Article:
Two challenges to help two billion reach financial security
Guest post by Jake Kendall & Kosta Peric, March 11, 2015
Reposted from the original Gates Foundation blog on Impatient Optimists. Until recently, achieving financial inclusion for the world’s unbanked poor was a pressing goal with perplexing obstacles.
Until recently, achieving financial inclusion for the world’s unbanked poor was a pressing goal with perplexing obstacles. But in several countries across Asia, Africa and beyond, a possible solution is starting to emerge. Mobile payment systems allowing users to maintain balances, make purchases, and send remittances with their phones have proven to be immensely popular—effectively providing hundreds of millions with early-stage tools and resources they need to start moving beyond a cash-only existence.
We want to help billions more do the same—and we need your help.
Last fall, through Grand Challenges Exploration (GCE), we solicited applications from organizations large and small, calling for novel ways to promote universal acceptance of mobile payment systems among merchants who sell goods to the world’s poor. We want to continue exploring this challenge—and expand with a new call to action—for our second round of applications, launching today.
New Challenge: Data Collection
Designing and distributing mobile payment systems is a collaborative effort, bringing together policy makers, market players and donors. And to contribute fully and with confidence, each party must know what is at stake. In other words, they need data.
To generate this data, we need new and better methods for collecting it. Current data collection techniques and methodologies are often paper- or interview-based, making them slow, expensive, low-resolution, and prone to error. Findings are often limited to “snapshot” observations that aren’t useful for fueling predictions or projections.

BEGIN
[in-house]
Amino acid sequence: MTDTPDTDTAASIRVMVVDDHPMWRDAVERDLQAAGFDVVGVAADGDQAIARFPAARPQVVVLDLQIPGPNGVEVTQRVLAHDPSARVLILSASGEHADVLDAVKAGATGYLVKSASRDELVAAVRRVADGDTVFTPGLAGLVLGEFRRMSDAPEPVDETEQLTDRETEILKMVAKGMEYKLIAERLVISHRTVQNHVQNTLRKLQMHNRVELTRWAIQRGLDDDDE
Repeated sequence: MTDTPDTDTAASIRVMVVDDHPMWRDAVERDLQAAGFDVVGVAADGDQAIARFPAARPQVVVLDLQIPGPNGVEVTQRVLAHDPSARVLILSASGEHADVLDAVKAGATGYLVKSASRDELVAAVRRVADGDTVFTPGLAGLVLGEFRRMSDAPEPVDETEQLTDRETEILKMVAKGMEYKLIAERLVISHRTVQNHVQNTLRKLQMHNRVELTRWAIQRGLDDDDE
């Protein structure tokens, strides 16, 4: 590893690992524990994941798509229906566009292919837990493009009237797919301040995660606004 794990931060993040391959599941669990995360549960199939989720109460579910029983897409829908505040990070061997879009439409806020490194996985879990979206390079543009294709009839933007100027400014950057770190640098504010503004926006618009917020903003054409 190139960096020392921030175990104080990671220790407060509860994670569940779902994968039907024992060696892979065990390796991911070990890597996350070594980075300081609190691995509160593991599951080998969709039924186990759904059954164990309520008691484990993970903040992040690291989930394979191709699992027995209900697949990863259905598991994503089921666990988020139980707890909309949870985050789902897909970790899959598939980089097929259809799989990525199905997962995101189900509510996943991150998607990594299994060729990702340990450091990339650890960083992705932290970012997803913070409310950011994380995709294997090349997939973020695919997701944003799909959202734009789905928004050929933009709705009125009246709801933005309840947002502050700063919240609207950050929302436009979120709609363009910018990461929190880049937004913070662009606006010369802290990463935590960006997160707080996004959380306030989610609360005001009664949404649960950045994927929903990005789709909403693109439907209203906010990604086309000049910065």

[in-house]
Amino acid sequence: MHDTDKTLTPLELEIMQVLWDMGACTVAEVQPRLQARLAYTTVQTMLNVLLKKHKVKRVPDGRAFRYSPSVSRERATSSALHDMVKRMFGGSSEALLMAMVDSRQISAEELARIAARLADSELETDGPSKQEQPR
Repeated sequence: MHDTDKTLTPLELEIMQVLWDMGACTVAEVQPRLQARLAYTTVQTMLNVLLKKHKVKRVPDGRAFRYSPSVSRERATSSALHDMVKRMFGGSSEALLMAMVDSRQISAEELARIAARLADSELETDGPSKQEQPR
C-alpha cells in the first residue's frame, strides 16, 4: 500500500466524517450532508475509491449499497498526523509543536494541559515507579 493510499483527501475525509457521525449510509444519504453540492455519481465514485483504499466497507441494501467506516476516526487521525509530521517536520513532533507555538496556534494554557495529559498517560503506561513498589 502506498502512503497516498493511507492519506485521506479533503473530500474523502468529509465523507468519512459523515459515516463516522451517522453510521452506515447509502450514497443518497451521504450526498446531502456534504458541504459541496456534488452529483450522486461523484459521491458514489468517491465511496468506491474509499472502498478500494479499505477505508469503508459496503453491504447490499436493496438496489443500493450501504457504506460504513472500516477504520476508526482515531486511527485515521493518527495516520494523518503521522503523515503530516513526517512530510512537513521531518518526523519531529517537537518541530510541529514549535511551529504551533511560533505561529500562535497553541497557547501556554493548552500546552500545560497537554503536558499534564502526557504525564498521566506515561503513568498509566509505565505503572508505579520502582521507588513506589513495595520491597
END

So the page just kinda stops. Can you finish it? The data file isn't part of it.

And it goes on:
So the new challenge we pose to you is this: Develop an innovative technological solution to capture data relating to the delivery and use of digital financial services that is orders of magnitude faster, less costly, higher quality, more reliable, and more transparent/auditable.
Eligible proposals can take the form of devices, software/algorithms, or business models. Solutions may make use of satellite data, franchise modeling, crowd sourced data, or other approaches; proposals must be sustainable, describe how personal information would be protected, and outline stakeholders who would benefit from the data collected; and preference will be given to applications that leverage existing or open-source platforms (e.g., Open Street Maps, Open Data Kit) and target populations in South Asia or Sub-Saharan Africa.
Original Challenge: Merchant Solutions
Merchants play an incredibly vital role in encouraging the adoption of mobile money and driving widespread financial inclusion. If they continue to transact in cash—without access to software, systems and devices that process mobile payments—the unbanked poor will continue to follow suit. By accepting and processing mobile payments widely and universally, merchants can make the system not only viable but enticing to hundreds of millions.
This is why we are seeking novel solutions that promote adoption and use of mobile payments (or digital transactions) by merchants serving those who live on less than $2USD a day in emerging countries. We learned alot fromourfirst round pitching this challenge, and with a more targeted approach, we look forward to this next round of inspiring ideas.
Eligible proposals can take the form of devices, software, or business models. Preference will be given to solutions that are scalable, easy to use, reliable, low-cost, secure and transparent — and which oblige the cultural and regulatory context in one of the following eight countries: Bangladesh, India, Indonesia, Kenya, Nigeria, Pakistan, Tanzania or Uganda.
Time to Act
As before, approved grants will be awarded $100,000, and successful projects can potentially receive a follow-up grant worth $1 million. The application form is just two pages, but proposals will be assessed with rigor.
The utilization of mobile phones for financial inclusion is a simple answer to a complex problem, and bringing that answer to life presents many new complex questions. Finding the simple, affordable, safe and scalable answers to them will be no easy task.
But we think you’re up to it.
Completed applications for both challenges must be received by May 13. You can find application instructions and additional information at the GCE website.
Thank you for accepting our grand challenges. We’re looking to you to help two billion of the world’s poorest people gain access to the tools and resources they need to thrive. It only takes one great idea.
About the Author
Jake Kendall & Kosta Peric
Bill and Melinda Gates Foundation
Jake Kendall is the Deputy Director of Research and Innovation at Bill & Melinda Gates Foundation.
Kosta Peric is the Deputy Director of Financial Services for the Poor at Bill and Melinda Gates Foundation.